Monday, November 08, 2004

E-Scan and Virtual Reference

As I blog today, I'm sitting at the registration desk at the 6th Annual Virtual Reference Desk Conference, which OCLC Member Services co-sponsors with the Information Institute at Syracuse University and ALA's RUSA (Reference and User Services Association). The conference opened this morning with a rousing oration by "Virtual Dave" Lankes on what reference wants to be when it grows up, and by Eva Miller from the Multnomah County Library who addressed the "Improvisational Librarian." I don't want to spoil this for you in case you ever have the great good fortune of hearing Eva, but suffice it to say she had the whole audience of 250 or so people riffing lyrics and music to the results of a survey she'd done. Dave Lankes has been one of the driving forces behind Virtual Reference Desk for the better part of a decade now. Dave, as I said in my introduction this morning, has the uncanny ability to be intense without being creepy. He is passionately committed to the future of reference, whatever that might be, but he doesn't make your skin crawl when he's talking about it.

The point I made during my very brief opening remarks is that virtual reference is a sterling example of what is driving the landscape at the moment. (OK, full disclosure moment: my portfolio at OCLC also includes responsibility for QuestionPoint and 24/7 Reference.) Virtual reference allows us to offer our services at the point of need (or, as I heard Lorcan Dempsey quote someone the other day, "the point of inspiration.") It allows us to disaggregate collections, making service available across a wide geographic area without necessarily having a large collection of materials close at hand. It allows us to collaborate in new and interesting and even challenging ways.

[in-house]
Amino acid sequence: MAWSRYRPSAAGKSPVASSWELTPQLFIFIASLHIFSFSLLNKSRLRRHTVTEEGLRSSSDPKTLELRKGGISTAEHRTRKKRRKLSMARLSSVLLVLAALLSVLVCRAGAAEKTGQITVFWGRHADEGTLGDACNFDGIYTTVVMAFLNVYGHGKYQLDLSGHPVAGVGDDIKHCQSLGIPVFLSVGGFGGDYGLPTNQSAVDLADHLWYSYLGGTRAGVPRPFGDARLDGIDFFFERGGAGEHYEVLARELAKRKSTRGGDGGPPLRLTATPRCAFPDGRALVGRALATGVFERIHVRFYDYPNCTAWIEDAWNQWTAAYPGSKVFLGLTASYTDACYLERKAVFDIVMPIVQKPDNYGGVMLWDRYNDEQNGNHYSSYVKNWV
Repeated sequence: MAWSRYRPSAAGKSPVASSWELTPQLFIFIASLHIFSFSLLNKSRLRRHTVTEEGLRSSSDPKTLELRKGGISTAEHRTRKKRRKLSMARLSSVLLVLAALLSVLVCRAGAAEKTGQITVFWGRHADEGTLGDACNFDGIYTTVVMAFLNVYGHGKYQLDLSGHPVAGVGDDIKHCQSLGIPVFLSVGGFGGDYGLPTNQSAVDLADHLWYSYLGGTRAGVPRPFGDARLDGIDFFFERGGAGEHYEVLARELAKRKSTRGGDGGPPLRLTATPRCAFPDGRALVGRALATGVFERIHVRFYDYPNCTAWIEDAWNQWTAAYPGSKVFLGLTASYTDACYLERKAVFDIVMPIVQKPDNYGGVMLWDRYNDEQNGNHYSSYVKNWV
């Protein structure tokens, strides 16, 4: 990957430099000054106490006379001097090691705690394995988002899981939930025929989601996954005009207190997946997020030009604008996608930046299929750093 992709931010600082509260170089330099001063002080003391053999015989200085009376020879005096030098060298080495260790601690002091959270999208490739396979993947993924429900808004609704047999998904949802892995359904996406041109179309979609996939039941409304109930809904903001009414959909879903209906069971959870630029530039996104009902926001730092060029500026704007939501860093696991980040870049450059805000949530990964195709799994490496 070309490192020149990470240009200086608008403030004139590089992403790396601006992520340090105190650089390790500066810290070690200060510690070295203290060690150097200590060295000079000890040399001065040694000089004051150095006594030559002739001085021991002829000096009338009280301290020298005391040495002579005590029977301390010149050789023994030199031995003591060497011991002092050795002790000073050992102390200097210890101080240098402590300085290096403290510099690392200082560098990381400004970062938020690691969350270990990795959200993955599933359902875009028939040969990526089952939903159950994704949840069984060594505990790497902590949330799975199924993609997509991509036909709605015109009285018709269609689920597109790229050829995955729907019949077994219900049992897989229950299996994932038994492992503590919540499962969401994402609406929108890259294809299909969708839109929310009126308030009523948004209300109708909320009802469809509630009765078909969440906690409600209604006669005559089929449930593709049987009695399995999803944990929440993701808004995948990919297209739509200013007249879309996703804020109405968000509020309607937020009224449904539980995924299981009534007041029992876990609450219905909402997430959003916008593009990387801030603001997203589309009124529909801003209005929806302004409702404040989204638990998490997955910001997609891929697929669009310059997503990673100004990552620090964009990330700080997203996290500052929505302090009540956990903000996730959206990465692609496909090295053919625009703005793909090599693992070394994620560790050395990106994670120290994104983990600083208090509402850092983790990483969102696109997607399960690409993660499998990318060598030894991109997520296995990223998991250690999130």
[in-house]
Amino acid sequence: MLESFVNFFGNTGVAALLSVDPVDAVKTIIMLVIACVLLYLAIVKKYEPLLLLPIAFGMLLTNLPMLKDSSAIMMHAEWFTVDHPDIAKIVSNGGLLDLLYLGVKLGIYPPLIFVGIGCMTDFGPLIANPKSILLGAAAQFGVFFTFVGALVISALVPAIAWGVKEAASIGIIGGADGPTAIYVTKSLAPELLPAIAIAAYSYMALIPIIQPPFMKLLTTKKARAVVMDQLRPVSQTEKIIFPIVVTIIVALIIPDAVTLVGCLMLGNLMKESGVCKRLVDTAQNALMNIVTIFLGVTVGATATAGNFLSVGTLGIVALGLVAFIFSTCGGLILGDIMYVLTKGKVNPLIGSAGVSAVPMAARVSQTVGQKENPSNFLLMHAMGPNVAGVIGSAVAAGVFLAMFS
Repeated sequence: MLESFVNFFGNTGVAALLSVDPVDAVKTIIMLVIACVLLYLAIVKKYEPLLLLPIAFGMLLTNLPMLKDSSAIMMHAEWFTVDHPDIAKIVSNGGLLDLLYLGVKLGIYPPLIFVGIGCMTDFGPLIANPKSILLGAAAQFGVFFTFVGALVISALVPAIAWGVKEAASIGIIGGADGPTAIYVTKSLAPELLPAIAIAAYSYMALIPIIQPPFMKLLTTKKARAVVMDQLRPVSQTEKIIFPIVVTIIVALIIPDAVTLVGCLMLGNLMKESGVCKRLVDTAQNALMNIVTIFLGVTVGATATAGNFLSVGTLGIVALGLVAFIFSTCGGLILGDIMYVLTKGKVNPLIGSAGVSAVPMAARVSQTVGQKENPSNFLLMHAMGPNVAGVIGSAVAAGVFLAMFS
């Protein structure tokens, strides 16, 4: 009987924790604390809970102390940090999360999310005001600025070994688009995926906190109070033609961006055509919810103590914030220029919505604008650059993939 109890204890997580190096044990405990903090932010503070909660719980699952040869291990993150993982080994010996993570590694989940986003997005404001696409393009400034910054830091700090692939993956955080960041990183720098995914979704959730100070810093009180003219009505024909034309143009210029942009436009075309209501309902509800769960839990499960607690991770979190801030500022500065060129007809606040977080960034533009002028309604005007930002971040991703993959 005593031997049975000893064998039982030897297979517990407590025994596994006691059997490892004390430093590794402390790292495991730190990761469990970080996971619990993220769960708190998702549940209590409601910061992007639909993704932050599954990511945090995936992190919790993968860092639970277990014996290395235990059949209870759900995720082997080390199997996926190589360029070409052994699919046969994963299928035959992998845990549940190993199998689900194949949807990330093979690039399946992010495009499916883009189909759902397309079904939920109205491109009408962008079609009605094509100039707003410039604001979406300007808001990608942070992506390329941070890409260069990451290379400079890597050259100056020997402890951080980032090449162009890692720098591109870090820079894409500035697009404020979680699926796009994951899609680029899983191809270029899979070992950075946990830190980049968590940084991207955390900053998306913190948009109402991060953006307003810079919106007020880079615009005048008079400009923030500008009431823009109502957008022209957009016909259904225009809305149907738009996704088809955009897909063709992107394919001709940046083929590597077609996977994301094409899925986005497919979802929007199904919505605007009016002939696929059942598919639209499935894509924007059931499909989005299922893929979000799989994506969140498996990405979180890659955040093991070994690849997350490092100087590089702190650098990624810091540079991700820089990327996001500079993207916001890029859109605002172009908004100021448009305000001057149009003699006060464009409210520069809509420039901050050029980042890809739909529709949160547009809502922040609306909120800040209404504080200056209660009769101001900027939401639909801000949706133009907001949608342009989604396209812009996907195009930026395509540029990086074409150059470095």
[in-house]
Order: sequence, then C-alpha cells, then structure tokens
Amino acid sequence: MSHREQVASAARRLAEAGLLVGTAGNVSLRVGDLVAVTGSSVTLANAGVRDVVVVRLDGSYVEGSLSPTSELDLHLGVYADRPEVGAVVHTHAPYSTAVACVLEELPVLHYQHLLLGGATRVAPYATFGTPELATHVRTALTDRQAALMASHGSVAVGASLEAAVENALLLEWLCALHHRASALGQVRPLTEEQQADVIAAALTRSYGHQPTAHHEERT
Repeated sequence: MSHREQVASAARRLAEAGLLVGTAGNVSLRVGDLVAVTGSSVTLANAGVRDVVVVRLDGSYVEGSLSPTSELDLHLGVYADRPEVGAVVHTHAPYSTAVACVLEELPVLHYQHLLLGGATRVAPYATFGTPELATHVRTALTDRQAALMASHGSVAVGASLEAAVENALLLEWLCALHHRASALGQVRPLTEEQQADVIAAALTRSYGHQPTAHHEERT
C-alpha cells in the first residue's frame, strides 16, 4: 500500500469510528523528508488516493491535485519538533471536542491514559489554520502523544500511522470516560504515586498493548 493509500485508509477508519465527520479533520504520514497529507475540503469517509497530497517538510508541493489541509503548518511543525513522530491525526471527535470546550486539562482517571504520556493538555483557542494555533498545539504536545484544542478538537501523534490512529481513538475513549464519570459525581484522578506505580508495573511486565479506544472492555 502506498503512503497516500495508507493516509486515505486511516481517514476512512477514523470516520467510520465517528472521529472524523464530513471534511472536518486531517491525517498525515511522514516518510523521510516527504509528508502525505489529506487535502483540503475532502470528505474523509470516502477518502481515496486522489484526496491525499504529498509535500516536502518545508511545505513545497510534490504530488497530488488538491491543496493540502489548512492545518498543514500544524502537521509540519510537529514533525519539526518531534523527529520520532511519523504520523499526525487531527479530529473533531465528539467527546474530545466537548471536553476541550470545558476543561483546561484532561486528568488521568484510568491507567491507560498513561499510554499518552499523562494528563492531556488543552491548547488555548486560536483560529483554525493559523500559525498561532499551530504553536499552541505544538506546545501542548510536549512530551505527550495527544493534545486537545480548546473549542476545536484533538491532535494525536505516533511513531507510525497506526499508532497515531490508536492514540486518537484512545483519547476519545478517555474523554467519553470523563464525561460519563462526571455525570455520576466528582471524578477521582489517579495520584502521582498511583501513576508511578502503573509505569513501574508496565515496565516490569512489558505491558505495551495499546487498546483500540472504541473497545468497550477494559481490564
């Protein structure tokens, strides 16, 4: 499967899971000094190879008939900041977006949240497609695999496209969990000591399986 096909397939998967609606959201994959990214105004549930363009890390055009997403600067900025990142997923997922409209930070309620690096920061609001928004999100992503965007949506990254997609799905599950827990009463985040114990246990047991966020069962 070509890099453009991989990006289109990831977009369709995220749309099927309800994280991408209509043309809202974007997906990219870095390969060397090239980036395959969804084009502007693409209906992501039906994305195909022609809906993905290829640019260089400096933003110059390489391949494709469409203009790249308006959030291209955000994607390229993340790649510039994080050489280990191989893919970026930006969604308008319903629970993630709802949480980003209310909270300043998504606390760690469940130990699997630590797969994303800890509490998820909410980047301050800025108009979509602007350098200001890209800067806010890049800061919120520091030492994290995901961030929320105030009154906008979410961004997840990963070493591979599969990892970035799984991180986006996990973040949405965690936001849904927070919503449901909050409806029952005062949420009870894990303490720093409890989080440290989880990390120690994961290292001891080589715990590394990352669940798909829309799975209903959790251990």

We have about 350 or 375 people here in Cincinnati (at the amazingly beautiful Hilton Netherland Hotel) for the conference, attendees, speakers, staff, and exhibitors included. There is a lively exchange of ideas happening in the meetings, the corridors, and (inevitably at a library conference) in the bar. If you want to know what we're doing, check out the previous conference proceedings on the Syracuse site, and Neal-Schuman will be publishing the proceedings in hardcover form next year.

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